Nearly 100 years after its creation, the power of the U.S. Federal Reserve has never been greater. Markets and governments around the world hold their breath in anticipation of the Fed ... See full summary »
The heads of Wall Street's biggest investment banks were summoned to an evening meeting by the US Treasury Secretary, Hank Paulson, to discuss the plight of another - Lehman Brothers. After... See full summary »
A close look behind the scenes, between late March and mid-October, 2008: we follow Richard Fuld's benighted attempt to save Lehman Brothers; conversations among Hank Paulson (the Secretary of the Treasury), Ben Bernanke (chair of the Federal Reserve), and Tim Geithner (president of the New York Fed) as they seek a private solution for Lehman's; and, back-channel negotiations among Paulson, Warren Buffet, investment bankers, a British regulator, and members of Congress as almost all work to save the U.S. economy. By the end, with the no-strings bailout arranged, modest confidence restored on Wall Street, and a meltdown averted, Paulson wonders if banks will lend.Written by
The Fed can lend to non banks under unusual and exigent circumstances, we're thinking of taking over 80% of the company.
Hank we can't! This morning we were lecturing the entire country on moral hazard.
AIG has collateral, they have assets, Lehman didn't, we couldn't lend into a hole, its not the same story!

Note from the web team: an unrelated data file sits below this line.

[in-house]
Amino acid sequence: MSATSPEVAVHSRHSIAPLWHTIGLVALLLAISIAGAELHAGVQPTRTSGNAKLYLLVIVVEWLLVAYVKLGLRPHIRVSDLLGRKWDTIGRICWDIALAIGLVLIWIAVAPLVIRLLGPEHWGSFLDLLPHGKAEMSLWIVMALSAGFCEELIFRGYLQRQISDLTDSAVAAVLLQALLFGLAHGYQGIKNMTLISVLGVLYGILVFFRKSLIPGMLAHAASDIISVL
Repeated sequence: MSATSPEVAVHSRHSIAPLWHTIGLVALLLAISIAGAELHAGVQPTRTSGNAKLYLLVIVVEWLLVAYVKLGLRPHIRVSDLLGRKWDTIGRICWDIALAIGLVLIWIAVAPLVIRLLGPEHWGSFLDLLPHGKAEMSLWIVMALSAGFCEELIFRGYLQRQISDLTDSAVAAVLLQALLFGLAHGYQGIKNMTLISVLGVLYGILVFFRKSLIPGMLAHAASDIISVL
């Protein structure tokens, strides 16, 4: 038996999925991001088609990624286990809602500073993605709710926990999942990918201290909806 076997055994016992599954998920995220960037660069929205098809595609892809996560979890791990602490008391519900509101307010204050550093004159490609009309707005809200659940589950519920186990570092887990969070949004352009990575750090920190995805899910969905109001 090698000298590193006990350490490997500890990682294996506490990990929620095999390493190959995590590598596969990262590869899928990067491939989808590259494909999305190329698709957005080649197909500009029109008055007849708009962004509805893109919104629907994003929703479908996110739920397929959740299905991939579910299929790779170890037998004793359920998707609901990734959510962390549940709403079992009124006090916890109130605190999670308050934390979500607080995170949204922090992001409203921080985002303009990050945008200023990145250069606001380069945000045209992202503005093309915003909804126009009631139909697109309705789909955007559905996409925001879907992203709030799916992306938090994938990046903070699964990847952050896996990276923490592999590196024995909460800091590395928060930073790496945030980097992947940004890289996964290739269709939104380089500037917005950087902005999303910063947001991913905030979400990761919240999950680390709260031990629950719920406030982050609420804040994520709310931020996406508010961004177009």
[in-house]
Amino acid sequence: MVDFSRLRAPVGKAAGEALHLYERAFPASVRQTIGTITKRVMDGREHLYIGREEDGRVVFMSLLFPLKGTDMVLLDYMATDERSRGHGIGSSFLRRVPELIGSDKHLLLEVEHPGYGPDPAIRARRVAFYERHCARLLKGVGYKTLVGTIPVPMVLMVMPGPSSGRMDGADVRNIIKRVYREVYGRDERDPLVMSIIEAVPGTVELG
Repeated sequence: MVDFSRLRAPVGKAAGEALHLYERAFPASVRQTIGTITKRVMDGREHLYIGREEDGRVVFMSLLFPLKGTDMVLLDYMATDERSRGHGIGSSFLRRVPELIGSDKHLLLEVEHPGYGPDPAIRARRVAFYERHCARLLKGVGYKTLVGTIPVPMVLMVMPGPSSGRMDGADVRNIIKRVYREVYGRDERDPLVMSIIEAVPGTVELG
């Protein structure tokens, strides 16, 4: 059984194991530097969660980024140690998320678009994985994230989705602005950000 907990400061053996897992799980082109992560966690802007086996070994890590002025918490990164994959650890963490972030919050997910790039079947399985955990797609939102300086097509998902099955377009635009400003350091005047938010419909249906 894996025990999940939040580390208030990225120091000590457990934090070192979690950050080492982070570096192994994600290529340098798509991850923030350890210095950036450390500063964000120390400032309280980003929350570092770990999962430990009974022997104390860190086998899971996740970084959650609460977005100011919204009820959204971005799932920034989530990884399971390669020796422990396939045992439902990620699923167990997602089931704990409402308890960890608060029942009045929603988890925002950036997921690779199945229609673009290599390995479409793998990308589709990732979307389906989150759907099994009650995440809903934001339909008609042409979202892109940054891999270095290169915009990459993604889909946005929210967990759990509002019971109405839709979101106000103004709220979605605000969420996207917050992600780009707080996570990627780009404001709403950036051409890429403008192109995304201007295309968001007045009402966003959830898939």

Nobody is going to care, its another bailout, with no legislation, the Hill is gonna go crazy, the country is gonna go crazy.
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This movie is good--one of the best on the financial crisis other than Inside Job. It goes into many of the most interesting details and decisions of the crisis while staying entertaining.
My problem with the film is that it makes it look like the politicians and CEOs involved in the decisions actually cared and got emotional about them. In reality, that is not the case. The decisions which greatly affected the lives of millions of Americans had little, if any, effect on the people who made them--hence the distinguishable apathy in their public appearances. These men and women are among the richest in the world, and they knew they would stay that way regardless of how the crisis played out. They cared about the crisis only to the extent that they needed not be late for their dinner dates.
All animals are equal But some animals are more equal than others.
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